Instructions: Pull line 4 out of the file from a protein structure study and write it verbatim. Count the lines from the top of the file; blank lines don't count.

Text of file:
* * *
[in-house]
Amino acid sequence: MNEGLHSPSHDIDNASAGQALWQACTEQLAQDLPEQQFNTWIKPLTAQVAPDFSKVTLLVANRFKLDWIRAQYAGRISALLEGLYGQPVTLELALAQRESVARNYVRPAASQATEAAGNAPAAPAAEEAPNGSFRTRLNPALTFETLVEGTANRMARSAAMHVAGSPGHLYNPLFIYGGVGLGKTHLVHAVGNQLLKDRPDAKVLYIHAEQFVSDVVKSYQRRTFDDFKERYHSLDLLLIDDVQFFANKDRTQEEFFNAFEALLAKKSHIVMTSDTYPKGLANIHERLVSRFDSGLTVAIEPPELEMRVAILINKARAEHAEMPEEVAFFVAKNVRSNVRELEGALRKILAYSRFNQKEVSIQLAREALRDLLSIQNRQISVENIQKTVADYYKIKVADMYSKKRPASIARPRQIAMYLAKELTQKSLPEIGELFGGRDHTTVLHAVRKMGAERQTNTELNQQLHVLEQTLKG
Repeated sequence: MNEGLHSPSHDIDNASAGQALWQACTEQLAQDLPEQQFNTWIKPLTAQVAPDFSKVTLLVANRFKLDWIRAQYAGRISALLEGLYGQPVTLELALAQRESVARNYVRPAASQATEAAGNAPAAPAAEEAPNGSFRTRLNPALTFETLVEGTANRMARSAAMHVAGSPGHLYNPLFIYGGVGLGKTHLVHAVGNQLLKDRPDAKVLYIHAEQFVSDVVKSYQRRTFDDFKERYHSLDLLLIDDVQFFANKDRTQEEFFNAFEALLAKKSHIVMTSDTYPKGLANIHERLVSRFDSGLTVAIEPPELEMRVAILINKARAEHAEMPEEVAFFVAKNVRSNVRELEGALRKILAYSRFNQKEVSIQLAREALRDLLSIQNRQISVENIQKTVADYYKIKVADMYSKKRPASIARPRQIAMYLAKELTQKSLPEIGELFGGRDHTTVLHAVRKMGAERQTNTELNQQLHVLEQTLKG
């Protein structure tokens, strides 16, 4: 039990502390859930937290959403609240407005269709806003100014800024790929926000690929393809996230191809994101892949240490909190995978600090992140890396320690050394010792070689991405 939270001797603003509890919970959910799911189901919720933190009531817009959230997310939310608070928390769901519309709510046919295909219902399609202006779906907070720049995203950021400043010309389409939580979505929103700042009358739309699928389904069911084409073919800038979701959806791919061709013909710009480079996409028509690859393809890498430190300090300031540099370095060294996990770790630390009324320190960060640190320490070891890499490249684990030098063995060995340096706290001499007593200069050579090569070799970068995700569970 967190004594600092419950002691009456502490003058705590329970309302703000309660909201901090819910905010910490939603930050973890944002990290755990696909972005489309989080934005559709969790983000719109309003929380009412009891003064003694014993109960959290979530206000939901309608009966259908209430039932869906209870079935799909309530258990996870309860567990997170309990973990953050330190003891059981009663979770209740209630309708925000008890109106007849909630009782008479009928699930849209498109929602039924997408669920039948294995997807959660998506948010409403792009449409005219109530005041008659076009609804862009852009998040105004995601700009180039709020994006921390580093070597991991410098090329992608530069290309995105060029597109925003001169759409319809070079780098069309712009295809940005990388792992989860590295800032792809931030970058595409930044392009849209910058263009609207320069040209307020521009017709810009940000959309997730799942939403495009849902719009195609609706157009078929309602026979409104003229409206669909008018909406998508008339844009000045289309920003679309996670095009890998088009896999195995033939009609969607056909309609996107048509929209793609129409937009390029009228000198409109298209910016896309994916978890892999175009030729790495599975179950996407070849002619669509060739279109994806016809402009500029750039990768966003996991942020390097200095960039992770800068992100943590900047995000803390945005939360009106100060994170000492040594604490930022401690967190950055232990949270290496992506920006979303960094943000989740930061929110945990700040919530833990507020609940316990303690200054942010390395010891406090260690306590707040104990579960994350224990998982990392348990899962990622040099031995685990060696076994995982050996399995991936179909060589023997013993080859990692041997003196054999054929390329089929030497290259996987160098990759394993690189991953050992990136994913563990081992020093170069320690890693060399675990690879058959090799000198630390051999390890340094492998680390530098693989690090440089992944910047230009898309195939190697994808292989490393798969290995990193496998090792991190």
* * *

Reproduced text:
């Protein structure tokens, strides 16, 4: 039990502390859930937290959403609240407005269709806003100014800024790929926000690929393809996230191809994101892949240490909190995978600090992140890396320690050394010792070689991405 939270001797603003509890919970959910799911189901919720933190009531817009959230997310939310608070928390769901519309709510046919295909219902399609202006779906907070720049995203950021400043010309389409939580979505929103700042009358739309699928389904069911084409073919800038979701959806791919061709013909710009480079996409028509690859393809890498430190300090300031540099370095060294996990770790630390009324320190960060640190320490070891890499490249684990030098063995060995340096706290001499007593200069050579090569070799970068995700569970 967190004594600092419950002691009456502490003058705590329970309302703000309660909201901090819910905010910490939603930050973890944002990290755990696909972005489309989080934005559709969790983000719109309003929380009412009891003064003694014993109960959290979530206000939901309608009966259908209430039932869906209870079935799909309530258990996870309860567990997170309990973990953050330190003891059981009663979770209740209630309708925000008890109106007849909630009782008479009928699930849209498109929602039924997408669920039948294995997807959660998506948010409403792009449409005219109530005041008659076009609804862009852009998040105004995601700009180039709020994006921390580093070597991991410098090329992608530069290309995105060029597109925003001169759409319809070079780098069309712009295809940005990388792992989860590295800032792809931030970058595409930044392009849209910058263009609207320069040209307020521009017709810009940000959309997730799942939403495009849902719009195609609706157009078929309602026979409104003229409206669909008018909406998508008339844009000045289309920003679309996670095009890998088009896999195995033939009609969607056909309609996107048509929209793609129409937009390029009228000198409109298209910016896309994916978890892999175009030729790495599975179950996407070849002619669509060739279109994806016809402009500029750039990768966003996991942020390097200095960039992770800068992100943590900047995000803390945005939360009106100060994170000492040594604490930022401690967190950055232990949270290496992506920006979303960094943000989740930061929110945990700040919530833990507020609940316990303690200054942010390395010891406090260690306590707040104990579960994350224990998982990392348990899962990622040099031995685990060696076994995982050996399995991936179909060589023997013993080859990692041997003196054999054929390329089929030497290259996987160098990759394993690189991953050992990136994913563990081992020093170069320690890693060399675990690879058959090799000198630390051999390890340094492998680390530098693989690090440089992944910047230009898309195939190697994808292989490393798969290995990193496998090792991190």